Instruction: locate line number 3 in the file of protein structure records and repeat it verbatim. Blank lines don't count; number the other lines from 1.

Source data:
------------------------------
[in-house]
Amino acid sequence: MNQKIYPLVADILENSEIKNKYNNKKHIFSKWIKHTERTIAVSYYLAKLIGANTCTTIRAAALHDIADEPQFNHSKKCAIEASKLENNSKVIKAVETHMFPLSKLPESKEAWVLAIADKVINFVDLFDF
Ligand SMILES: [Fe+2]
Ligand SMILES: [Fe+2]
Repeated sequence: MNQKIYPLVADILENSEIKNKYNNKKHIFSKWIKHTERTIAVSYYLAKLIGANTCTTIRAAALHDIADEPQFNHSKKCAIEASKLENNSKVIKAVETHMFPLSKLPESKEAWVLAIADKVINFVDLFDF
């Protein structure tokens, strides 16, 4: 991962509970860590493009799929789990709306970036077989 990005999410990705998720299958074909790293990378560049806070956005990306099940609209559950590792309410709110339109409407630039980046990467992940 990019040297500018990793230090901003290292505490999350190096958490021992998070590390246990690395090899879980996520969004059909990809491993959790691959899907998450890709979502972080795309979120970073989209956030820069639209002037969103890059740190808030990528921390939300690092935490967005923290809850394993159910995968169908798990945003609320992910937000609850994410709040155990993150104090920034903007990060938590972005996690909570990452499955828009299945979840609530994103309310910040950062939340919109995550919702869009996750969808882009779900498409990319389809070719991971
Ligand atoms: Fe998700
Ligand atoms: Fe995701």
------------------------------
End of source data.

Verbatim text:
Ligand SMILES: [Fe+2]